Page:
PICKEN, DAVID KENNEDY (b. Glasgow, Scotland, 27 July 1879; d. Melbourne, Vic, 1956). Mathematician and college head.
Educated at Allan Glen's Secondary Science School, Glasgow, Picken early shone at mathematics. At Glasgow University between 1895 and 1899, he graduated MA with First Class Honours in Mathematics and Natural Philosophy, winning a fellowship that allowed him to enter Jesus College, Cambridge in 1899. After reading for the Cambridge Mathematical Tripos, Picken became Glasgow University's youngest-ever senior lecturer in Mathematics in 1903.
In 1907 Picken applied for the chair of Pure and Applied Mathematics at Victoria University College, Wellington, New Zealand, and was a professor there between 1908 and 1914. Picken quickly became known as an active organiser in the Australasian Student Christian Movement. In 1915 he became the second master of Ormond College, affiliated with the University of Melbourne. An ardent worker for conscription, Picken did not settle down to his university-college role until war's end. He attempted to play a significant ecclesiastical role in 'reforming' Ormond College's Theological Hall in the 1920s, but felt thwarted by the incumbent theological professors, especially the influential and strong-minded J L Rentoul (q.v.) whom he quickly alienated. Recurring frictions between College Master and Theological Hall Senatus would dog Picken's long reign at Ormond. Rentoul's successor as Theological Hall principal, Hector McLean, also regarded Picken's religion with suspicion, and disputes over student initiations at Ormond would arouse serious conflict between master and theologians in the later 1930s.
From 1915 Picken had been active in organising Melbourne University student Christian activities, but his major religious contribution was as Chairman of the infant ASCM between 1923 and 1931. Picken contributed to a new interest in systematic Bible study within the ASCM, but a strong suspicion of alcoholic beverages did not endear the new Master to many returned-soldier students of that era. Picken's mathematically-oriented mind sought to elevate a 'Christian Philosophy of life' to the position of 'the truth underlying all other truth', and he saw the Gospels as a source of 'new floods of light on the whole complex human situation of this age'. Many students were enthused, but not a few were baffled by his 'mathematical' slant on religion.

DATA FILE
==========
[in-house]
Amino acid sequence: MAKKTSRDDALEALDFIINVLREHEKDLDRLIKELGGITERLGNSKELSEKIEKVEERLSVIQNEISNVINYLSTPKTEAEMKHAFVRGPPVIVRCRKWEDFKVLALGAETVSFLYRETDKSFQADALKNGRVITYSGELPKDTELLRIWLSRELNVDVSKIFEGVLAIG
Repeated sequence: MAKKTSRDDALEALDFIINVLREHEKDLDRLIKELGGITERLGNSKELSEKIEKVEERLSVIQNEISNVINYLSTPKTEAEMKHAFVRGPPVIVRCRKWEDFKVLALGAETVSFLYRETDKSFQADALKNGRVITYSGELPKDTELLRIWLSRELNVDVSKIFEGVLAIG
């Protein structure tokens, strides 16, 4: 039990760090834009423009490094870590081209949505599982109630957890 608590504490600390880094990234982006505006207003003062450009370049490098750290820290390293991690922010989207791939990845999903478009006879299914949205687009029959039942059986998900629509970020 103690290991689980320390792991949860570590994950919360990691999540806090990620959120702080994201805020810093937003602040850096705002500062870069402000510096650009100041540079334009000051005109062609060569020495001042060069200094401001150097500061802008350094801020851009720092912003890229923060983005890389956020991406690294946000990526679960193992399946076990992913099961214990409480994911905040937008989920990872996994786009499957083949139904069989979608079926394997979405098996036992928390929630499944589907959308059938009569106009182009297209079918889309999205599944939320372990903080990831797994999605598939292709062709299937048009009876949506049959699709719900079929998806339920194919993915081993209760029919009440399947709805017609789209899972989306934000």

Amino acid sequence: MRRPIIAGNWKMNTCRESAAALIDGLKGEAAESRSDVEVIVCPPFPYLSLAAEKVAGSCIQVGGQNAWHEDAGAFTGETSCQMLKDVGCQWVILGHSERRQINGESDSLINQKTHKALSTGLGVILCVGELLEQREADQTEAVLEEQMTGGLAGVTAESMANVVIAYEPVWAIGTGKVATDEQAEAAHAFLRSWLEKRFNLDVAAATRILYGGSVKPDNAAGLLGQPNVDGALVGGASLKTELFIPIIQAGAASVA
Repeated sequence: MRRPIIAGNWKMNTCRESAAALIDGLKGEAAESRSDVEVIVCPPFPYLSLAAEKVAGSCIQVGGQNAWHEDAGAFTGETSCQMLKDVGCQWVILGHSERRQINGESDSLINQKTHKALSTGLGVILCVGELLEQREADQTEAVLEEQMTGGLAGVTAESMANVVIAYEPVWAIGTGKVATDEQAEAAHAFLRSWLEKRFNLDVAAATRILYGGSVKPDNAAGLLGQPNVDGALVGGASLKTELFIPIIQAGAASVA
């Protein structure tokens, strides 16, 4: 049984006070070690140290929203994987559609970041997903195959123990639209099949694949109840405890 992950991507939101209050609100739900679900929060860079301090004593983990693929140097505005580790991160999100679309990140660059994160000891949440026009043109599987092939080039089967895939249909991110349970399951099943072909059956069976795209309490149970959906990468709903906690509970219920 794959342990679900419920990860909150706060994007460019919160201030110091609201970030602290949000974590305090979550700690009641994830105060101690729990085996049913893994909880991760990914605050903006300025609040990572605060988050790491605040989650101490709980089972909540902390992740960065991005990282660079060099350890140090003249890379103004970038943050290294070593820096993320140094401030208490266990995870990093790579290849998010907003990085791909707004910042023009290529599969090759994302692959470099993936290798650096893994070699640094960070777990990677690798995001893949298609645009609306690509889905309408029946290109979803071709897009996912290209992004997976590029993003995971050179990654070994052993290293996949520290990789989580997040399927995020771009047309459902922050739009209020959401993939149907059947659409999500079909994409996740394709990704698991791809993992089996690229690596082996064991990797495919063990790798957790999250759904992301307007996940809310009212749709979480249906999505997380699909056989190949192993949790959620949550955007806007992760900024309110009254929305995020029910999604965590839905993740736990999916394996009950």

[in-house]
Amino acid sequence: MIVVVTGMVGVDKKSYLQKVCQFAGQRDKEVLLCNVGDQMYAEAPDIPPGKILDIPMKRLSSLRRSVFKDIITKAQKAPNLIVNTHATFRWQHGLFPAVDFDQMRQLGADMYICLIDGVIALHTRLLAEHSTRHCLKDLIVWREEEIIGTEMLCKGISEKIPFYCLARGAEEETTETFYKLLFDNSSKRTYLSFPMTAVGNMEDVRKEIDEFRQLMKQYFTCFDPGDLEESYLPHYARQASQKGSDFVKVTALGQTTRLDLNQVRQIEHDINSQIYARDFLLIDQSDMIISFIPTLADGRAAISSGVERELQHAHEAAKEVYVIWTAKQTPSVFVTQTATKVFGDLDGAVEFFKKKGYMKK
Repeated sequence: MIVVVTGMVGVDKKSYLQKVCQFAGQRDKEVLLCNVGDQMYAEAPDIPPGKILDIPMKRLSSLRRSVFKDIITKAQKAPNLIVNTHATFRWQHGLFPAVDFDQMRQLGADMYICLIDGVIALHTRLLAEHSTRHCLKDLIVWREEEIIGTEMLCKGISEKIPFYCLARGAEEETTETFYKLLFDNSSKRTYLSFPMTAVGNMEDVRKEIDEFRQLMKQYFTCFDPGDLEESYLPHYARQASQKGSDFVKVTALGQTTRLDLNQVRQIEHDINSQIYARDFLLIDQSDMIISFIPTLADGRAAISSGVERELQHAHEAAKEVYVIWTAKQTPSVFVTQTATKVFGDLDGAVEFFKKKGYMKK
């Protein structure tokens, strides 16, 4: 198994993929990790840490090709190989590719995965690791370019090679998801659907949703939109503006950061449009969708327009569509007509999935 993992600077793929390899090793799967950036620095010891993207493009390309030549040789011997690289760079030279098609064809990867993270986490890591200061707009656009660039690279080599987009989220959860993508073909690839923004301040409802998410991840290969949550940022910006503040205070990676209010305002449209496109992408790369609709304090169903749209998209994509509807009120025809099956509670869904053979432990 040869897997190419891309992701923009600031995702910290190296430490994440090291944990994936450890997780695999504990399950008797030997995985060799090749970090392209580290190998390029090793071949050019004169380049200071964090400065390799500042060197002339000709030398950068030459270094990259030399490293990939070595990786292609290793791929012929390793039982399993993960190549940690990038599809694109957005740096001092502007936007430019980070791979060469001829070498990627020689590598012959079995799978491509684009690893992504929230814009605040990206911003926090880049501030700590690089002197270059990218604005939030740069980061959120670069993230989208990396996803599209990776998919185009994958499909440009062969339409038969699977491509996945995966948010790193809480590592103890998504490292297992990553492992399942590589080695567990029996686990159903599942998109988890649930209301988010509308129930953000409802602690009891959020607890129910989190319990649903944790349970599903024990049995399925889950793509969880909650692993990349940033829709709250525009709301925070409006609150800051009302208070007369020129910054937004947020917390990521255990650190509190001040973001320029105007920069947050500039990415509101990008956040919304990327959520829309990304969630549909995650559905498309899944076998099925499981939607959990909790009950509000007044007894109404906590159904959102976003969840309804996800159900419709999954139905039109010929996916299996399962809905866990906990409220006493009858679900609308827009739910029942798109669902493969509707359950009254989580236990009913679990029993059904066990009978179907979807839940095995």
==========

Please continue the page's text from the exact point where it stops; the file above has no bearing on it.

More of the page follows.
With his friend K H Bailey, Picken helped to reorganise the ASCM on a sounder basis in the 1920s and 1930s. Whatever students made of Picken's religion, his deeply-held conviction that there was no fundamental conflict between intellectual pursuits and Christian faith encouraged many to think deeply about inherited religious beliefs, in an environment of 'Liberals versus Fundamentalists' wherein many evangelical Christians regarded intellectual rigour with suspicion.
Picken did not always encounter intense enthusiasm for his missionary zeal, and nonattendance at regular 'College Prayers' provided a recurring source of tension between Ormond College's master and its Students' Club. Student frustrations were vented in the boisterous intonation of words from a favourite Picken hymn: 'Change and D K all around I see'. Picken's approach to mathematics and religion puzzled some: Philosophy Professor Alexander Boyce Gibson (the younger) once said that he lost the thread of a Picken lecture with its opening words: 'Let I be 7'. D K Picken with his 'strictly Euclidian' approach did enthuse not a few theological and other students, his 'biographer' (and sometime vice master of Ormond College) Dr John Alexander, being far from unique in his admiration of a dedicated idealist and complex human being and thinker. Some were alienated by Picken's lack of humour and his 'black and white' ethics. He was master of Ormond College until 1943.
Electronic Version © Southern Cross College, 2004
Content © Evangelical History Association of Australia and the author, 2004